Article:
Maine voters have approved a resolution that may stop construction of a transmission line carrying hydropower from mega-dams in Canada to the New England region of the United States. Photo by Sam Steele/Natural Resources Council of Maine
Nov. 3 (UPI) -- Maine voters have passed a referendum intended to stop construction of Central Maine Power's $1 billion hydropower corridor, a proposed 53-mile transmission line through undeveloped forest in Maine's North Woods.
If completed, the New England Clean Energy Connect project, six years in the making, would help bring hydropower from Canadian mega dams to ratepayers in Massachusetts.
But the project's future is now in doubt after a majority of Maine voters cast a "yes" vote Tuesday in favor of Question 1, which asked whether construction of transmission lines through the Upper Kennebec Region should be banned.
As a result of the referendum vote, with 59% of votes in support, all future "high-impact" transmission line projects will require a two-thirds vote of each state legislative chamber to approve.
"Maine residents have voted decisively to terminate the CMP corridor, which means the time has come for CMP to respect the will of Maine people by stopping this project immediately," Pete Didisheim, advocacy director at the Natural Resources Council of Maine, said in a statement Wednesday.
"If CMP fails to halt construction activities right away, then the Department of Environmental Protection should move quickly to suspend the permit and require that CMP begin restoring areas of Western Maine that already have been damaged," Didisheim said.
"We also call on Massachusetts to honor this electoral outcome by selecting an alternative option for meeting its climate goals without imposing significant environmental harm on another New England state," Didisheim added.
Central Maine Power's transmission project was developed in response to an RFP issued by Massachusetts for long-term, clean energy contracts. Proposals for both above-ground and buried power lines through New Hampshire and Vermont were considered but ultimately lost out to CMP's bid.
With Tuesday's vote, Massachusetts may be forced to reconsider alternative proposals, some of which CMP's opponents argue have a much smaller environmental footprint and greater regional benefits.
"They should pursue the one through Vermont, which has double the benefits and very limited environmental impacts," Didisheim told UPI last month.
Though it's not clear how Massachusetts will respond to the setback, Orlando Delogu, an emeritus law professor at the University of Southern Maine Law School, thinks CMP will press on in spite of the disappointing results.
"The fact that when they got all the applications and approvals completed and quickly began construction, I think was evidence that this was an undertaking that they were not going to step away from," Delogu, who has penned op-eds in support of the NCEC project, told UPI.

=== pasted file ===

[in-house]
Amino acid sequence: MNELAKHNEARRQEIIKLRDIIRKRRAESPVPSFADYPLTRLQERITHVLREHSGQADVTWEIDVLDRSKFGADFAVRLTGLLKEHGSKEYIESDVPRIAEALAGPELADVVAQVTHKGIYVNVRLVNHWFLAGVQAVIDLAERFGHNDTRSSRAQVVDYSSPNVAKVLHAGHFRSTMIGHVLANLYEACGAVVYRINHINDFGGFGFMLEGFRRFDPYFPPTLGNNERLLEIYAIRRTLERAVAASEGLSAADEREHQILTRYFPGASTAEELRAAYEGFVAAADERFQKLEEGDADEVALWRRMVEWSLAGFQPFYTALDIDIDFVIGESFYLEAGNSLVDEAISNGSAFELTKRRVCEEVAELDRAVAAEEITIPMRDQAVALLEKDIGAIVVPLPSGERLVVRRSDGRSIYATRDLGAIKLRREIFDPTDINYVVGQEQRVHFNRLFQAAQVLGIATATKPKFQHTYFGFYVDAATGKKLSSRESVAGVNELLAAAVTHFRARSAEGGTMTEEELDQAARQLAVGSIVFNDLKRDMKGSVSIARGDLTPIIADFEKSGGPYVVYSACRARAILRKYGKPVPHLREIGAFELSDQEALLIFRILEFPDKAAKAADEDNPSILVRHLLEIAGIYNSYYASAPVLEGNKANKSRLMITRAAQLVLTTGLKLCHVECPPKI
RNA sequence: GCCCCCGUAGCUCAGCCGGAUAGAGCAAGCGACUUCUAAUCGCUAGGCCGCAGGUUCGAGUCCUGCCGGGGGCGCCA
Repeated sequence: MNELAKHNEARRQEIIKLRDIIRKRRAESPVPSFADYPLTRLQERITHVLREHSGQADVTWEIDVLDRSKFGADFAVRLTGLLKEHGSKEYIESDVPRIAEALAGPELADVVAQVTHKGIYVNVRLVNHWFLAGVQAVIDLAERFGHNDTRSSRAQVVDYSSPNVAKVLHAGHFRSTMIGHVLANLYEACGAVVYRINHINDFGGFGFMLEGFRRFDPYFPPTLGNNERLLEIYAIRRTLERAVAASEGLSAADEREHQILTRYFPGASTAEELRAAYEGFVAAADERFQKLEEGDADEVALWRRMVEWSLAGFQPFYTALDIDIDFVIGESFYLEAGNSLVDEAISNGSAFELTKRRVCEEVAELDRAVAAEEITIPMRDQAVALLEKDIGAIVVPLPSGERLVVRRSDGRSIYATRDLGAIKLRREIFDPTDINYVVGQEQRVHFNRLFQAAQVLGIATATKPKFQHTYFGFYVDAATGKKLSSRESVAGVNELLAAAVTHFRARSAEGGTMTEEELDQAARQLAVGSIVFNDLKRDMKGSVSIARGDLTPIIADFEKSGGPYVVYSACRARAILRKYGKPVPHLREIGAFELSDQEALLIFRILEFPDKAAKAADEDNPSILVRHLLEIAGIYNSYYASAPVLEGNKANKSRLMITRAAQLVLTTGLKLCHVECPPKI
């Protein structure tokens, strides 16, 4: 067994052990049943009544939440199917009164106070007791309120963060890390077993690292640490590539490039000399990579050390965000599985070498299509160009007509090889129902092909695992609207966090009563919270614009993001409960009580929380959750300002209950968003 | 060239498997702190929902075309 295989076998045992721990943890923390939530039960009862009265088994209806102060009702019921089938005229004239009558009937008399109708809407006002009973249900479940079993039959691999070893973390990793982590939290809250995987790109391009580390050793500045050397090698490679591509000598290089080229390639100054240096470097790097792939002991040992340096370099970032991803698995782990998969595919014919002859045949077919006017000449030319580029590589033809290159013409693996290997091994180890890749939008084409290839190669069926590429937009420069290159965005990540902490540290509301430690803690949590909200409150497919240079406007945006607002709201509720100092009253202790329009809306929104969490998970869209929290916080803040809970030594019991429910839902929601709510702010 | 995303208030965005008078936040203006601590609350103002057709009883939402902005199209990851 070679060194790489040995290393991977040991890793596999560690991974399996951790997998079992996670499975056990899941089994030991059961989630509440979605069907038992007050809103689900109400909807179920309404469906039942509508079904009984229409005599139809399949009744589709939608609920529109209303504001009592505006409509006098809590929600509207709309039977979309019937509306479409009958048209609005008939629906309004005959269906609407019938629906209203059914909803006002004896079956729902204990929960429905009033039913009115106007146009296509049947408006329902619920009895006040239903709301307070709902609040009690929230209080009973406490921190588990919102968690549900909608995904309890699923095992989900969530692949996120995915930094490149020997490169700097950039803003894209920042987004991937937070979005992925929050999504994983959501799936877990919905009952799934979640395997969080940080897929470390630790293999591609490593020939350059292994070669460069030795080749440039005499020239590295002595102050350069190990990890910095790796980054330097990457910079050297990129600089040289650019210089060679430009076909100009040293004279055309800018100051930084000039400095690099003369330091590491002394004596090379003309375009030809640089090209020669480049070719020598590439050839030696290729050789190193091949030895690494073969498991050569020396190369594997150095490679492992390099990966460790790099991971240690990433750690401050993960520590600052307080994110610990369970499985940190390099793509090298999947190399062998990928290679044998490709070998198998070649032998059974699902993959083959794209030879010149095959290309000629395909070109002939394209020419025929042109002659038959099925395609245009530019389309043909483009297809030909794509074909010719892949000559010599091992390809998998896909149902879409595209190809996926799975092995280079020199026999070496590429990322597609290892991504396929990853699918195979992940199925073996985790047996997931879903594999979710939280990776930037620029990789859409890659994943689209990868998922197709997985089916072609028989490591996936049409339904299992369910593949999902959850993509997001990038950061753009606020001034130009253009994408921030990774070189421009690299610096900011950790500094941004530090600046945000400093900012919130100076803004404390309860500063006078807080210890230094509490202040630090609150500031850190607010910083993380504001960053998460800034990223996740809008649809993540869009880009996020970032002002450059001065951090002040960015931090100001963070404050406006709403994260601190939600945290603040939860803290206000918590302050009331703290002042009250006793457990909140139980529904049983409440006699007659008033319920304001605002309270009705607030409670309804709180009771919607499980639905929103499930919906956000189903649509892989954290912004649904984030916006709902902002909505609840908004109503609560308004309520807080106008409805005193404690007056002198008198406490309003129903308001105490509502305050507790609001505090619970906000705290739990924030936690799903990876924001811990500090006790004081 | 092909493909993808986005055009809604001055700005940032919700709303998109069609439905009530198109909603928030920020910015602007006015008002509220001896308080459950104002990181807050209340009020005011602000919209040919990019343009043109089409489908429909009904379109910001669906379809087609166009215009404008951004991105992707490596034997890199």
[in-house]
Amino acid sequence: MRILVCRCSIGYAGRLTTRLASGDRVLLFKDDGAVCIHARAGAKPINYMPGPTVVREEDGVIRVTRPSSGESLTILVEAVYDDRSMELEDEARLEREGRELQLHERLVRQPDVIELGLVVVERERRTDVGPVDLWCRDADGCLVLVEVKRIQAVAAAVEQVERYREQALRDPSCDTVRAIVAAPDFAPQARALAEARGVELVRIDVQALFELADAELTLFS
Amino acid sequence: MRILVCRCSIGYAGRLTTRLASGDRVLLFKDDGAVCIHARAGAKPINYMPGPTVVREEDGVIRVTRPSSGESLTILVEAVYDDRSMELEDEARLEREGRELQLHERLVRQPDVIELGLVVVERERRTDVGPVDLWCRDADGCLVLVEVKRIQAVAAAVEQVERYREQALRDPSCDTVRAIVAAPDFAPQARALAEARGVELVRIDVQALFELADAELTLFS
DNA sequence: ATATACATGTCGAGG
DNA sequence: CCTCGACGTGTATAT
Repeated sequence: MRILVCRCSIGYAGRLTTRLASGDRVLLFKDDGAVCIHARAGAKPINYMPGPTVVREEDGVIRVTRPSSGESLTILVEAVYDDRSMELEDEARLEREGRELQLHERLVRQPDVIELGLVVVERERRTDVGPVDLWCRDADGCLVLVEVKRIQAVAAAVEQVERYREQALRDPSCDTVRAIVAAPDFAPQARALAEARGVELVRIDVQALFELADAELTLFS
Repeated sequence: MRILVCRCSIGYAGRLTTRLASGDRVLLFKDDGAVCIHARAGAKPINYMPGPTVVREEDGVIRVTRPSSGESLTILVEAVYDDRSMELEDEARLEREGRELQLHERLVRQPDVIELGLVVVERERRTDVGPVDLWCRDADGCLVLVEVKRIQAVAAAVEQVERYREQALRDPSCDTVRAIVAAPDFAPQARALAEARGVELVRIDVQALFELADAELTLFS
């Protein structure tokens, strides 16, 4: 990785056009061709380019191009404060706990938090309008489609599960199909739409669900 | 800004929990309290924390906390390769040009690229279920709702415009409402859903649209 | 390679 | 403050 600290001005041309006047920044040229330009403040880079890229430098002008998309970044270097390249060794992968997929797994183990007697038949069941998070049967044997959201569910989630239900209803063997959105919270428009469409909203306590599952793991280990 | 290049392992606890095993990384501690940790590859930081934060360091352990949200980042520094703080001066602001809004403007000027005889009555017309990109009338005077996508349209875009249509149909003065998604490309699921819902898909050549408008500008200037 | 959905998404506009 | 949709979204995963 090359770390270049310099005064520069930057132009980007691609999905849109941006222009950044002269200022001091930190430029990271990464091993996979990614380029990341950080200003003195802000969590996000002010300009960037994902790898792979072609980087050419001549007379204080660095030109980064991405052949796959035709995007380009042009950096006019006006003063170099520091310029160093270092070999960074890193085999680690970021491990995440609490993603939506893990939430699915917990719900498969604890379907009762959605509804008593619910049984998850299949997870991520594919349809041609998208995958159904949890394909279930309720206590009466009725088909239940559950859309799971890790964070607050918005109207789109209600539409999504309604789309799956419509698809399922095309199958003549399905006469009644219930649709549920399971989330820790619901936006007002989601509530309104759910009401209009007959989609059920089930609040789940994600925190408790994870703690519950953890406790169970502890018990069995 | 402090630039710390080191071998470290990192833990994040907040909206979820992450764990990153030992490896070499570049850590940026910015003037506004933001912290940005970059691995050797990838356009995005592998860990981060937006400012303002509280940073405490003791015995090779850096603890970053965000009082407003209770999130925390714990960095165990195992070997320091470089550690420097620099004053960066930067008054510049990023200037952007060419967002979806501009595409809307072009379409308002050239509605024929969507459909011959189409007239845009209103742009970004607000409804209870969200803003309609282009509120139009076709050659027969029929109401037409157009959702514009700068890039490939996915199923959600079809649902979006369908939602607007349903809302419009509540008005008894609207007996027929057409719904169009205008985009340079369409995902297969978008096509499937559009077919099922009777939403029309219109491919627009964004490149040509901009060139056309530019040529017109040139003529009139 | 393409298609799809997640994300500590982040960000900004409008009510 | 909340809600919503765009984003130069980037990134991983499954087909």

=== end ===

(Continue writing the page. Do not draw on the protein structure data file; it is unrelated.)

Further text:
"And I think that commitment went right up the corporate hierarchy," Delogu said.
CMP is a subsidiary of Avingrid, an American energy company owned by Spanish conglomerate Iberdrola.
CMP has spent the last six years going through a long regulatory review process, earning approval from multiple state and federal agencies.
Then, an unusual alliance of environmental groups, oil and gas interests, fishing guides and local politicians worked to get Question 1 on the ballot and thwart the project.
Environmental groups like NRCM and the Sierra Club were celebrating Wednesday, but Delogu said he suspects the fight is not over.
He sees the referendum as legally vulnerable, and he suspects CRM -- which has invested millions in the project -- sees things similarly.
"It's badly worded, it covers a spectrum of issues, not just one issue, but you only get one yes or no vote," Delogu said.
"There are various aspects of the initiative that it will be challenged with a high degree of likelihood that will be thrown out. CMP will be in court within a day or two filing an appeal of the constitutionality of this initiative," Delogu said.
For the environmental advocates who actively opposed the CMP, casting doubt on the green bonafides of mega-dam-derived power, Tuesday's results were a big win.
For others like Delogu, who see the corridor as a necessary solution to climate change, the referendum result is a reminder of the power of big oil and gas.
"The fossil fuel people don't want the power coming in from Canada," Delogu told UPI. "That's why they've been willing to fund efforts to kill linkages in numerous places.
"Their ability to keep killing these linkages has to got to end if we're going to deal responsibly with the problem with global warming